Thursday, July 28, 2011

What the.........PHO #$%!

I hope I didn't startle you with that title--- I swear I didn't mean to!

Vietnamese rice noodle soup= Pho (pronounced Fuh)= veggies, some lean meat/tofu and some rice noodles in a delicious broth; healthy, simple, quick and delicious. And it is also a great dish to whip up when you are running low on that zeal for cooking. Exactly what happened to me as the day went by and so, it was Pho for dinner tonight.

Now usually when you order Pho at a restaurant, they pour some piping hot broth over a heap of veggies and meat or tofu and rice noodles in a humongous bowl and top it off when some chopped green onion and bean sprouts. But I just prefer that one-pot style for my everyday cooking, especially if the food is going to be eaten as soon as it is cooked. If I were to make this for a later meal, I would keep the noodles separate and add them in later, just before eating.


1. Different vegetables- I took some carrots*, green beans, cabbage, bell pepper and mushrooms.

The Veggies
 *I "cut" my carrots by peeling them-- so basically, instead of using a knife, I just kept peeling them with my peeler into beautiful thin err, peels (?). Not sure about the terminology here.........

2. Vegetable stock (you could use any kind- beef, chicken etc).

3. Rice noodles (any kind of thin noodles will work just fine).

4. Salt to taste- you won't really need much of this as the stock itself has salt, freshly ground pepper.


1. I started off as usual with my pot. Poured in a whole carton of veggie stock. Alternately you could use bouillon cubes and dissolve in water and make the stock. And then switched on the stove.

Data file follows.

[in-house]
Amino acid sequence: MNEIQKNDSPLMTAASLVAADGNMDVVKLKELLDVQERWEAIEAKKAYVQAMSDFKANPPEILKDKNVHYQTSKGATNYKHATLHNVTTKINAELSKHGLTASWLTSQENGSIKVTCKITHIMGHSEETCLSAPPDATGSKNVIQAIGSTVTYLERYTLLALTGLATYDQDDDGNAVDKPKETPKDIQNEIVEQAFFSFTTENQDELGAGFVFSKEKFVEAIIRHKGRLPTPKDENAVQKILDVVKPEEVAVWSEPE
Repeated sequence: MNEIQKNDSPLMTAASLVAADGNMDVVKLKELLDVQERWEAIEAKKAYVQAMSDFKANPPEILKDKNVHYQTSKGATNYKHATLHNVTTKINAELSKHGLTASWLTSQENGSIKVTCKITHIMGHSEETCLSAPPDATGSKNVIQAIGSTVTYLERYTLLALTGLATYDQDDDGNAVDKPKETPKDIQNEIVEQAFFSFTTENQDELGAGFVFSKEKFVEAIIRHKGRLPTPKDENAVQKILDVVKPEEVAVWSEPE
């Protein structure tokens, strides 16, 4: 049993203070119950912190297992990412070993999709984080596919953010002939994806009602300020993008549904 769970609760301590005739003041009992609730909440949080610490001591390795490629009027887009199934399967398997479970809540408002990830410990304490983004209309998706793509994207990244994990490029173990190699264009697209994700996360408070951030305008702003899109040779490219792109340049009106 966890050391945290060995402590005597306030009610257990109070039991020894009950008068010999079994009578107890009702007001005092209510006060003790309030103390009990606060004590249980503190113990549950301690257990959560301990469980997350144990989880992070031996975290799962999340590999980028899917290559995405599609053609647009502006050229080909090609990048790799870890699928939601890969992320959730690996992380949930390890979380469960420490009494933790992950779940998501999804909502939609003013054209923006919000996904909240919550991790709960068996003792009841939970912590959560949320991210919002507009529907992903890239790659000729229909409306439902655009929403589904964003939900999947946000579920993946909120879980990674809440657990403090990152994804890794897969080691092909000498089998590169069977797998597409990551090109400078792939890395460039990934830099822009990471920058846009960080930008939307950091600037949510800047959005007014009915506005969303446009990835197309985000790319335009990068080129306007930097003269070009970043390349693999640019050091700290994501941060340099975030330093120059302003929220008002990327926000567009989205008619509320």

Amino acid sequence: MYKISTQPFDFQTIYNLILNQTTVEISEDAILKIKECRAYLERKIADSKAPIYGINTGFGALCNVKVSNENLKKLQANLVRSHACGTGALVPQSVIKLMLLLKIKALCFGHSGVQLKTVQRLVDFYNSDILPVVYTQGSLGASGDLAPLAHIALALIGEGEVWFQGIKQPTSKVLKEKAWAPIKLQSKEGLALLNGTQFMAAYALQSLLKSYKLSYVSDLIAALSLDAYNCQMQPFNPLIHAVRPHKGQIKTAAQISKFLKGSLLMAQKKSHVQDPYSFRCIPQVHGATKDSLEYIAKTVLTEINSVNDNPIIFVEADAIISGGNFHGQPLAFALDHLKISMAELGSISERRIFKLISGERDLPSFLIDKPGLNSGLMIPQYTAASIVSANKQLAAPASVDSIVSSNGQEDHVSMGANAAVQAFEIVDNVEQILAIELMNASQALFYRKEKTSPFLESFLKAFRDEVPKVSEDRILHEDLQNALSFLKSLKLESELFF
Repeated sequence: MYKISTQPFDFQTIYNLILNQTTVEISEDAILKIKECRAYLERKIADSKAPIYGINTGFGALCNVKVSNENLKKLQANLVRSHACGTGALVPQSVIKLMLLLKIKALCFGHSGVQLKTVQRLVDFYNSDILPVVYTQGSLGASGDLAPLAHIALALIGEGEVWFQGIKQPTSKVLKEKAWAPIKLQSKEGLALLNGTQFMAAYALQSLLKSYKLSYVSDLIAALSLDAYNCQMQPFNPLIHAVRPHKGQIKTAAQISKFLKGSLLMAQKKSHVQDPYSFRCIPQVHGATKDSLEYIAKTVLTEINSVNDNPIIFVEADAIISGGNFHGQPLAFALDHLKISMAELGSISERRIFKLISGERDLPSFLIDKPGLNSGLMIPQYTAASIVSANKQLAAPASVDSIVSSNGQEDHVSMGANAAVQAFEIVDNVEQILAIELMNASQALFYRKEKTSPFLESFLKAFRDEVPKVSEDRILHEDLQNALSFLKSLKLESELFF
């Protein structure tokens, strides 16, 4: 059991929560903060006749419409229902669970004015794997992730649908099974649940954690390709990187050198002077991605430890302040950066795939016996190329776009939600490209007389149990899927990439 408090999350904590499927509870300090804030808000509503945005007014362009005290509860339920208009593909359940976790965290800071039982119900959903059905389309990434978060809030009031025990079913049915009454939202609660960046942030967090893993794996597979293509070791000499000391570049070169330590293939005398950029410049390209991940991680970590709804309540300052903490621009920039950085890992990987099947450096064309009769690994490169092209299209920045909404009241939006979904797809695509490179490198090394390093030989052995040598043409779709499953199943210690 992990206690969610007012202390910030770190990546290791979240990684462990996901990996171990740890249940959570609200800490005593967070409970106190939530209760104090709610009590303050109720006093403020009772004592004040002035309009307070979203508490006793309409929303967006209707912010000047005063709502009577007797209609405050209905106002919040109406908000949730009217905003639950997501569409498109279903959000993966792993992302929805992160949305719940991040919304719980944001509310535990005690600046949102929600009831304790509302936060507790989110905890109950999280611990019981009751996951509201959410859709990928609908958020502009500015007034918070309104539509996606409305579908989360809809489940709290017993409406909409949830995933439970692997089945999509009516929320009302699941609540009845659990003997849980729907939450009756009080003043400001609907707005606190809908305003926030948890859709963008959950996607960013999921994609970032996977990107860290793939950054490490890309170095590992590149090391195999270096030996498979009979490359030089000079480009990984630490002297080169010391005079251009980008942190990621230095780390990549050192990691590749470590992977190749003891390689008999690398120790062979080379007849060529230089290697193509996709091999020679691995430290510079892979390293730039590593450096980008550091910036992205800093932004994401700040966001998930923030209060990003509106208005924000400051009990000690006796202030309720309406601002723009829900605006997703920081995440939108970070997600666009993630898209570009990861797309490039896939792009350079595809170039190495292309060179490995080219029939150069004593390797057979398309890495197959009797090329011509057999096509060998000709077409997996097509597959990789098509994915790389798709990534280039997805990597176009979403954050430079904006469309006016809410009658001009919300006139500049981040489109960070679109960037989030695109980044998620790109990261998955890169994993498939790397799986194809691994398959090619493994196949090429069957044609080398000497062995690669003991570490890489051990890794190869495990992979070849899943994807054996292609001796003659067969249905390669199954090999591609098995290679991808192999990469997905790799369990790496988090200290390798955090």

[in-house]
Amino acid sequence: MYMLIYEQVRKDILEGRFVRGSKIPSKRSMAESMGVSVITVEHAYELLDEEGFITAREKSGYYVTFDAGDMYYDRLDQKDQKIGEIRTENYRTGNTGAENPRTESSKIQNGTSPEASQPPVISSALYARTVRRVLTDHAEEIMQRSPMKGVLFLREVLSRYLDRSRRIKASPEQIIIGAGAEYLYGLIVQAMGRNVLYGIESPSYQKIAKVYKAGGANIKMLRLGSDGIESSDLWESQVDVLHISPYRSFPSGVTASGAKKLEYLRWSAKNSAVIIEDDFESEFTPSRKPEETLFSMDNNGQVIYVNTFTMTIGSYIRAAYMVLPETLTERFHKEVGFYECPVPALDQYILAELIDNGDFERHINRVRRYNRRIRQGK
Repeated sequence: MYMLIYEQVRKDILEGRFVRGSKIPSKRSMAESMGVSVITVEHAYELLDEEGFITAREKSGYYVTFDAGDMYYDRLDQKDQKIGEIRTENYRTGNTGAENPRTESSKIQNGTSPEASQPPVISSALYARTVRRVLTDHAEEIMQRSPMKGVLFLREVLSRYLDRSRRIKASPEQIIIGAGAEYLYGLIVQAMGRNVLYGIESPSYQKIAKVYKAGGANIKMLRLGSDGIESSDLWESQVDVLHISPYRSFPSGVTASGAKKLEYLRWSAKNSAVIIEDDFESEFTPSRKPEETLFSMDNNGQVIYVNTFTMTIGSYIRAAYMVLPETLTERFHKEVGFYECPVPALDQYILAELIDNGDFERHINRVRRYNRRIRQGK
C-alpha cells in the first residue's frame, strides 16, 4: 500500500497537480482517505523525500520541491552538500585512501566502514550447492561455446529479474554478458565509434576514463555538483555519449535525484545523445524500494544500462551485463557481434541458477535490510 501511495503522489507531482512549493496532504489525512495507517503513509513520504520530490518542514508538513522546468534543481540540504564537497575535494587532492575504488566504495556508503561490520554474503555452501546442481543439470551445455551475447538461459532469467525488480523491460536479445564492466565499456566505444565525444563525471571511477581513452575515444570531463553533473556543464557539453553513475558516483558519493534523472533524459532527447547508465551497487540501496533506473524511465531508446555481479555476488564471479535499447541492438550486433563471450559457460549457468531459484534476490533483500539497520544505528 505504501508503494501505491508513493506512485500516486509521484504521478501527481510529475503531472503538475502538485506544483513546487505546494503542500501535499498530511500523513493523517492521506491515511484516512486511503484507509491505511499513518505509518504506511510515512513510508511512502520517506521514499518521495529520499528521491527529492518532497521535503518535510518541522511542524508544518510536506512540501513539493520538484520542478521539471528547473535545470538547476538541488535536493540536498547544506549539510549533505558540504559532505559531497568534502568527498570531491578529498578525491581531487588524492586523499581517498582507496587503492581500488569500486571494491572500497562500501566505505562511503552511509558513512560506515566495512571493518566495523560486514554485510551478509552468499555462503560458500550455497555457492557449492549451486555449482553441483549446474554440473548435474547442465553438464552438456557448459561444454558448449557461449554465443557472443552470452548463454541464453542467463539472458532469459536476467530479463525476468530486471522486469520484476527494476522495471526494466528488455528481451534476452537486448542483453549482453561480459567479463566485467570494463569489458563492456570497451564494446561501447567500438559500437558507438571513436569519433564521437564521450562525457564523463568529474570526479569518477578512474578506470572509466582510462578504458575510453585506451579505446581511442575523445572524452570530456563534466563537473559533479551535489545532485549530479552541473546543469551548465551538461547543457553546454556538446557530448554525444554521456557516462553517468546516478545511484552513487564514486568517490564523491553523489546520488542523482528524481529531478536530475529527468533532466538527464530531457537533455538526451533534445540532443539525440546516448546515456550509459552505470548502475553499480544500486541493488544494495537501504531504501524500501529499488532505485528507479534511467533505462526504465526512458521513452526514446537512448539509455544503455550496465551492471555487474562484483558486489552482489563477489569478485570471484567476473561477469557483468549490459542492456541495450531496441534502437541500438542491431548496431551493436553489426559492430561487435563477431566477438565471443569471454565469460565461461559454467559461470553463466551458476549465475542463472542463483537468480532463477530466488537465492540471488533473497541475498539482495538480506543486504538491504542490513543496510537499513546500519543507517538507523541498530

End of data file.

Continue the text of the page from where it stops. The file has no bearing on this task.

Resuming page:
2. Once the stock came to a boil, I added the veggies into the boiling stock and a pinch of salt and covered the pot for 5 minutes on low flame to allow the veggies to sort of cook. You want to sort of cook them and yet keep them crunchy.

3. After 5 minutes, I added a handful of rice noodles into the pot, increased the flame and let it all boil for 3 minutes exact and switched it off. Covered the pot and let it all hang out.

Pho in a Pot

4. In the end I added some chopped green onion and freshly ground pepper and there, Pho was ready!

Pho in a bowl
When you pour piping hot broth onto a heap of vegetables and noodles, sure, it tastes fine, but usually the noodles and the veggies taste bland. That's the Pho you get at a restaurant. Not when you make it my way, though. My one-pot method allows for more flavorful vegetables and noodles as they get more time to hang out in the broth.

So even though my zeal for cooking was low as the day went by, dinner turned out delicious. So has that zeal returned? I'll know tomorrow!

Note: Interestingly:


adibud34 said...

Another way to supplement Pho is to use rice wrapper spring rolls. Get some rice wrapper, soften it by dipping in hot water for a few seconds, and then stuff it with shrimp, basil, some boiled vermicelli, lettuce, carrot, green onions etc, and wrap them all up together. Eat Pho along with Spring Rolls (the fresh variety, not the fried ones!)

Dreamer said...

Mmmm! Make it the next time you visit or I visit! ;)